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Surprise Upturn in Tourism after Greek Financial Crisis

GreeceSwitch on the news any time in the last few months and you’re virtually guaranteed to find at least one story about the Greek financial crisis. Whether the headline story was civil unrest in Athens, the rising unemployment or the vote to leave the Euro zone, the news from Greece this year has been almost exclusively negative.

As summer holiday season is now upon us an increasing number of concerned holiday-makers have been wondering whether or not they should visit Greece, and if so how should they prepare themselves appropriately.

Now, however, it seems that there may be a glimmer of hope for Greece. In many ways a series of seemingly isolated situations have compounded, actually causing Greek tourism to see an increase in recent weeks. According to the Greek tourism board, bookings are actually up 2% – quite an impressive feat for a country in such turmoil.

So what has led to this surprise surge in Greek holiday bookings?

Well firstly of course Greece has always been a popular European travel destination. With its ancient history, white sandy beaches and reliable weather tourists are almost guaranteed their annual quota of sunshine. Greece offers reliable holidays at reasonable prices which is a heady combination for holiday-makers.

While civil unrest in and around major cities has caused concern, many experts have been quick to point out that the major tourist resort areas are largely without problems, and that safety is just as it always has been. Many of the Greek islands have experienced no major problems and tourists are returning fully satisfied with their well-earned break.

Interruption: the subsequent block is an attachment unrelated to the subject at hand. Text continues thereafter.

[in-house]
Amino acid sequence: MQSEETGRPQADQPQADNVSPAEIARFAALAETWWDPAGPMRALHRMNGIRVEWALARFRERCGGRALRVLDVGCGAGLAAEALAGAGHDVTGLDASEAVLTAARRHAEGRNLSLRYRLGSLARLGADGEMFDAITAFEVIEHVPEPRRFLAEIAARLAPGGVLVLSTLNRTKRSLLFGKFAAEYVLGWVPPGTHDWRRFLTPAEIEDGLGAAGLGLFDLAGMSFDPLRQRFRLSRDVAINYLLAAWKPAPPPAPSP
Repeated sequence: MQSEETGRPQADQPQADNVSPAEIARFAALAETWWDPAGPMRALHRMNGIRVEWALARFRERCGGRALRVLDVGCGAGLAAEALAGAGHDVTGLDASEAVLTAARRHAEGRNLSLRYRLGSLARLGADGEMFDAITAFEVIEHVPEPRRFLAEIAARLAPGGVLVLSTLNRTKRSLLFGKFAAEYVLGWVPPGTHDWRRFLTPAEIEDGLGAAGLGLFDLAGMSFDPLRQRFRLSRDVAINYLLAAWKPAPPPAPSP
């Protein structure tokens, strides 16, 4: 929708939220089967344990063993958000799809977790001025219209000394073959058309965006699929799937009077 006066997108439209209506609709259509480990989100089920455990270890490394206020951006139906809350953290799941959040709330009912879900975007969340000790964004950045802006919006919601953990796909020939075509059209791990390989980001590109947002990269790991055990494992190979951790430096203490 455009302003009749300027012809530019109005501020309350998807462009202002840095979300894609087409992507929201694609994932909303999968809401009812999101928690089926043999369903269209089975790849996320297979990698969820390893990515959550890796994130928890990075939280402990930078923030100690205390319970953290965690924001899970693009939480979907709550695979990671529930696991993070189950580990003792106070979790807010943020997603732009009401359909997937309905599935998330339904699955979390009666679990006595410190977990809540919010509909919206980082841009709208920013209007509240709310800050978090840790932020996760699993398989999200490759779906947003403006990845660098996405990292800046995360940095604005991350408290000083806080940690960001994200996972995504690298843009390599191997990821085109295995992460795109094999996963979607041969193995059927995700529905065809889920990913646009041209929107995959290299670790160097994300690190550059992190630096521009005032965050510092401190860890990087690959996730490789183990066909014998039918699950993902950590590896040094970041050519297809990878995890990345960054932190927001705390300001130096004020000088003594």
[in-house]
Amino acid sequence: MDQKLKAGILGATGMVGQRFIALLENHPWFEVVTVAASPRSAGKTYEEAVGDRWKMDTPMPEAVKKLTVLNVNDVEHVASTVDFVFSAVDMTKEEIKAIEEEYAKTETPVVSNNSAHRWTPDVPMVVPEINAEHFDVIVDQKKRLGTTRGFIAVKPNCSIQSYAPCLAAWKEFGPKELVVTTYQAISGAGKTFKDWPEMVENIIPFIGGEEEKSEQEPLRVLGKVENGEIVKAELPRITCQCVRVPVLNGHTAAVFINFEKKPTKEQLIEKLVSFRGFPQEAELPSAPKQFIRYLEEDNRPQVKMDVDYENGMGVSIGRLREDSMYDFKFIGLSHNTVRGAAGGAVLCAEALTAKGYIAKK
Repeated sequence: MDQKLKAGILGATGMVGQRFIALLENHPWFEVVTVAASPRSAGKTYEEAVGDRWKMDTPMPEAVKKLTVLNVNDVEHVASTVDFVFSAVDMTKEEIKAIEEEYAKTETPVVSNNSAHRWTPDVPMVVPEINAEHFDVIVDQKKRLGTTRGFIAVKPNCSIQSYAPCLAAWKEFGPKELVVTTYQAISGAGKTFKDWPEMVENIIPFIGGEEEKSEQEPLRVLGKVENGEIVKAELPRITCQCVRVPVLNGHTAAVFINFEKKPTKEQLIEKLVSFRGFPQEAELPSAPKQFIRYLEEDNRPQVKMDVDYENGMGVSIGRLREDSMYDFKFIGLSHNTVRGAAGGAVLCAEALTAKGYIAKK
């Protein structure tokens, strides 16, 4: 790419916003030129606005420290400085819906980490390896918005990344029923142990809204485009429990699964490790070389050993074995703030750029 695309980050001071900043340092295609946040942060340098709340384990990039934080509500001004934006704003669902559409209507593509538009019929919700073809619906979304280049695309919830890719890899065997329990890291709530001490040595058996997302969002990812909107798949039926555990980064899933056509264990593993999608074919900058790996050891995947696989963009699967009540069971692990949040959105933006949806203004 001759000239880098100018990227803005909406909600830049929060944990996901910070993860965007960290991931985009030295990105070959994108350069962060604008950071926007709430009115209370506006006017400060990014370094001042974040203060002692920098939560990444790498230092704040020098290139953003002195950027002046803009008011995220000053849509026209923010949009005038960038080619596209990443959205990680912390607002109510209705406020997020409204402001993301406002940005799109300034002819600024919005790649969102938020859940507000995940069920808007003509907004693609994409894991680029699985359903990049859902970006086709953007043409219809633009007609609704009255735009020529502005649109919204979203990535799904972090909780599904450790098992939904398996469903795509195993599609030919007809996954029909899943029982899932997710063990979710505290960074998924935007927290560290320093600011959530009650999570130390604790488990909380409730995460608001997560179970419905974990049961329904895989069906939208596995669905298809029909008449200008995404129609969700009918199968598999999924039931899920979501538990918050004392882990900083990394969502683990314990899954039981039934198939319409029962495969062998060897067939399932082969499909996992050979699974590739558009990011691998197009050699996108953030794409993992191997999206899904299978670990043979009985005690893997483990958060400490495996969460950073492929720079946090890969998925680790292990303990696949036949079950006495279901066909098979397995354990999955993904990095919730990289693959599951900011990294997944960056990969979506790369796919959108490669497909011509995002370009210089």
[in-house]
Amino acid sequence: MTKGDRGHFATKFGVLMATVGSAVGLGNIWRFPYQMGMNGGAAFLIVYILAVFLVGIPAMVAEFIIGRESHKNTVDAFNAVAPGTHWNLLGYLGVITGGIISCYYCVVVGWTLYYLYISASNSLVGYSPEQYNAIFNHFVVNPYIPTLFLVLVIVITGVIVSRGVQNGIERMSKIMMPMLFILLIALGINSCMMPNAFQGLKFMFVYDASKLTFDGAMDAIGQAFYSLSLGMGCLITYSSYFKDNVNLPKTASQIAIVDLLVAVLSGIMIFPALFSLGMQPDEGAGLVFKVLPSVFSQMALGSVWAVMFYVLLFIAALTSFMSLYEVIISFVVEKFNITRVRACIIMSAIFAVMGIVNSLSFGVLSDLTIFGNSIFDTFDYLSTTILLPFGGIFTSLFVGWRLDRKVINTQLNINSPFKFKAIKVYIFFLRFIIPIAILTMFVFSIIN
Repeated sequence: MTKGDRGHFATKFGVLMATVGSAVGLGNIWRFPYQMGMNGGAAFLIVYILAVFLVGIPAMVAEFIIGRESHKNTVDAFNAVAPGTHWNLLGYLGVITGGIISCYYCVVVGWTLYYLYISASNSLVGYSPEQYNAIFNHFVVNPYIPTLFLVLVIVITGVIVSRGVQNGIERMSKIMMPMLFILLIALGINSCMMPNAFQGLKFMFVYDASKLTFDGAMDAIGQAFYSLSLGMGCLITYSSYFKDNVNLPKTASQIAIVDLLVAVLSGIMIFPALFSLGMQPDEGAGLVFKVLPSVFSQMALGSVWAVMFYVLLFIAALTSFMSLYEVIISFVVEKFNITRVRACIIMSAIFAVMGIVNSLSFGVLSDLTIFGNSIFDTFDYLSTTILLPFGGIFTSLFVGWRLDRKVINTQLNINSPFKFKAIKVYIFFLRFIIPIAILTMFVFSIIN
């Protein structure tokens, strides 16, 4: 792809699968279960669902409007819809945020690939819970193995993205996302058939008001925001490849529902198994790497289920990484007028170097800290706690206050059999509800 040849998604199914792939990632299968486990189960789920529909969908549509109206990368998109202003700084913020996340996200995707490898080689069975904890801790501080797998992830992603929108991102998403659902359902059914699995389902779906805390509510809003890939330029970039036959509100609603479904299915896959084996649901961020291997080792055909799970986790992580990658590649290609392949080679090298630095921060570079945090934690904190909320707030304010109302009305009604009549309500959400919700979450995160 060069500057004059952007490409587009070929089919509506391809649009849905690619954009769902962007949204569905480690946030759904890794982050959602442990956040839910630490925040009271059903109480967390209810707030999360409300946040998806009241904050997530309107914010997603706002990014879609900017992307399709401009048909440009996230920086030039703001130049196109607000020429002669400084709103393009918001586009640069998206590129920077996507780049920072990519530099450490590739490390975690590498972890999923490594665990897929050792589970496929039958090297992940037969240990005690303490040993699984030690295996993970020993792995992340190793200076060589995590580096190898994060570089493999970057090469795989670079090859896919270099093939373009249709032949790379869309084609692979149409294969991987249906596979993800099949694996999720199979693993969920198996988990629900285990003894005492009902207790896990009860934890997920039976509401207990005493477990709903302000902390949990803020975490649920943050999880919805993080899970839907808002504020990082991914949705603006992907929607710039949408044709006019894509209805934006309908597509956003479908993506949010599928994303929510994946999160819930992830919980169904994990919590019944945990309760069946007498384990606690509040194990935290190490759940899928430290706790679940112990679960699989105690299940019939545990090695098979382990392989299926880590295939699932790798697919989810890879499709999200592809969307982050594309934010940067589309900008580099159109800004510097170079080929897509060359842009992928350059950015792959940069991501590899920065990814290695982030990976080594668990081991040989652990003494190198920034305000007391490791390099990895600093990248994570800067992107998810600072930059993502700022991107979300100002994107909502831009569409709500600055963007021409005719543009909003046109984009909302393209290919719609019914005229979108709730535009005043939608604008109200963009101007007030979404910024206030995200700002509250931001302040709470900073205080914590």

Then there’s the currency. As concerns over Greece’s debt payments mounted, so Greece became ever cheaper for tourists. Furthermore, while visitors were seeking advice on what would happen if Greece left the EU while they were on holiday, the latest agreed bailout largely eliminates this risk.

Finally, after the shocking events in Tunisia early last month most package holidays to the country have been cancelled. This created a dearth of holiday-makers looking for a bargain but with nowhere to spend their precious two weeks in the sun.

It seems that many of these unspent tourist dollars are now flowing freely and willingly into Greece, where vacationers from around the world are set to enjoy a low cost holiday in the sun.

Quite how these tourist dollars will impact the Greek economy still remains to be shown. Hopefully this influx of money will help to support the government to continue repairing essential public services and to start creating new employment opportunities for the Greek population.

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